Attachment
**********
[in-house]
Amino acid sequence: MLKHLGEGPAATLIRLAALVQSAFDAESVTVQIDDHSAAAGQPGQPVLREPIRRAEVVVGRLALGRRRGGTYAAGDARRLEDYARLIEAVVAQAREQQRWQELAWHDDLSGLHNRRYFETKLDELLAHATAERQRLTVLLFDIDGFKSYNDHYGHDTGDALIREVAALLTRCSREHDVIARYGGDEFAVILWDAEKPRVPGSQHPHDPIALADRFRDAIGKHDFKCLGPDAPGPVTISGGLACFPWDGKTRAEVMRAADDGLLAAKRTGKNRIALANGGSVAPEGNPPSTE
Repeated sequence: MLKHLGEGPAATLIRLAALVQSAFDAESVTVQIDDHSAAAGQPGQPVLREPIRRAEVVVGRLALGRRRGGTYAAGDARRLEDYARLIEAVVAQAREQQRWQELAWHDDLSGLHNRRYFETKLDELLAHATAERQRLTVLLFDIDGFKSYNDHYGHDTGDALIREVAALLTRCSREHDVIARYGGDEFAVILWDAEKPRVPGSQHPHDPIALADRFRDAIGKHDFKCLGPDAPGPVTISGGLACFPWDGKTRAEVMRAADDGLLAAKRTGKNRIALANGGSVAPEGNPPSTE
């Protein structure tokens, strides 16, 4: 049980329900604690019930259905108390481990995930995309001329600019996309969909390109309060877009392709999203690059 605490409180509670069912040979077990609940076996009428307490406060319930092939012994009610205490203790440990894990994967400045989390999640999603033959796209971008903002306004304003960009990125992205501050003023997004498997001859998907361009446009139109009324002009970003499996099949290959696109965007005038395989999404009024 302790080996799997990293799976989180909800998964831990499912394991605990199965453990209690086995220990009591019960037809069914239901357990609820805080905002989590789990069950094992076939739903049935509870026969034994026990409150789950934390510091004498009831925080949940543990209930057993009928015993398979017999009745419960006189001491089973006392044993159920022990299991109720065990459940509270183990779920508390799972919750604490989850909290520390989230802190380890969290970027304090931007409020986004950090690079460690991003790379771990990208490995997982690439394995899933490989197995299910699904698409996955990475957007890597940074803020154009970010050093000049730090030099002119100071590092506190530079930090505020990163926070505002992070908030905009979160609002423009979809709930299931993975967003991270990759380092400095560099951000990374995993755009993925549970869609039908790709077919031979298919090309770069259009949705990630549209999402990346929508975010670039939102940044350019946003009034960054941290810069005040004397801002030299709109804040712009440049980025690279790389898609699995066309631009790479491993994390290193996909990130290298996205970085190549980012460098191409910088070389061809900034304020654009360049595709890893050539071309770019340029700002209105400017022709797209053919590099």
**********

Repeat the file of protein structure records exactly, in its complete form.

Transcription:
[in-house]
Amino acid sequence: MLKHLGEGPAATLIRLAALVQSAFDAESVTVQIDDHSAAAGQPGQPVLREPIRRAEVVVGRLALGRRRGGTYAAGDARRLEDYARLIEAVVAQAREQQRWQELAWHDDLSGLHNRRYFETKLDELLAHATAERQRLTVLLFDIDGFKSYNDHYGHDTGDALIREVAALLTRCSREHDVIARYGGDEFAVILWDAEKPRVPGSQHPHDPIALADRFRDAIGKHDFKCLGPDAPGPVTISGGLACFPWDGKTRAEVMRAADDGLLAAKRTGKNRIALANGGSVAPEGNPPSTE
Repeated sequence: MLKHLGEGPAATLIRLAALVQSAFDAESVTVQIDDHSAAAGQPGQPVLREPIRRAEVVVGRLALGRRRGGTYAAGDARRLEDYARLIEAVVAQAREQQRWQELAWHDDLSGLHNRRYFETKLDELLAHATAERQRLTVLLFDIDGFKSYNDHYGHDTGDALIREVAALLTRCSREHDVIARYGGDEFAVILWDAEKPRVPGSQHPHDPIALADRFRDAIGKHDFKCLGPDAPGPVTISGGLACFPWDGKTRAEVMRAADDGLLAAKRTGKNRIALANGGSVAPEGNPPSTE
């Protein structure tokens, strides 16, 4: 049980329900604690019930259905108390481990995930995309001329600019996309969909390109309060877009392709999203690059 605490409180509670069912040979077990609940076996009428307490406060319930092939012994009610205490203790440990894990994967400045989390999640999603033959796209971008903002306004304003960009990125992205501050003023997004498997001859998907361009446009139109009324002009970003499996099949290959696109965007005038395989999404009024 302790080996799997990293799976989180909800998964831990499912394991605990199965453990209690086995220990009591019960037809069914239901357990609820805080905002989590789990069950094992076939739903049935509870026969034994026990409150789950934390510091004498009831925080949940543990209930057993009928015993398979017999009745419960006189001491089973006392044993159920022990299991109720065990459940509270183990779920508390799972919750604490989850909290520390989230802190380890969290970027304090931007409020986004950090690079460690991003790379771990990208490995997982690439394995899933490989197995299910699904698409996955990475957007890597940074803020154009970010050093000049730090030099002119100071590092506190530079930090505020990163926070505002992070908030905009979160609002423009979809709930299931993975967003991270990759380092400095560099951000990374995993755009993925549970869609039908790709077919031979298919090309770069259009949705990630549209999402990346929508975010670039939102940044350019946003009034960054941290810069005040004397801002030299709109804040712009440049980025690279790389898609699995066309631009790479491993994390290193996909990130290298996205970085190549980012460098191409910088070389061809900034304020654009360049595709890893050539071309770019340029700002209105400017022709797209053919590099």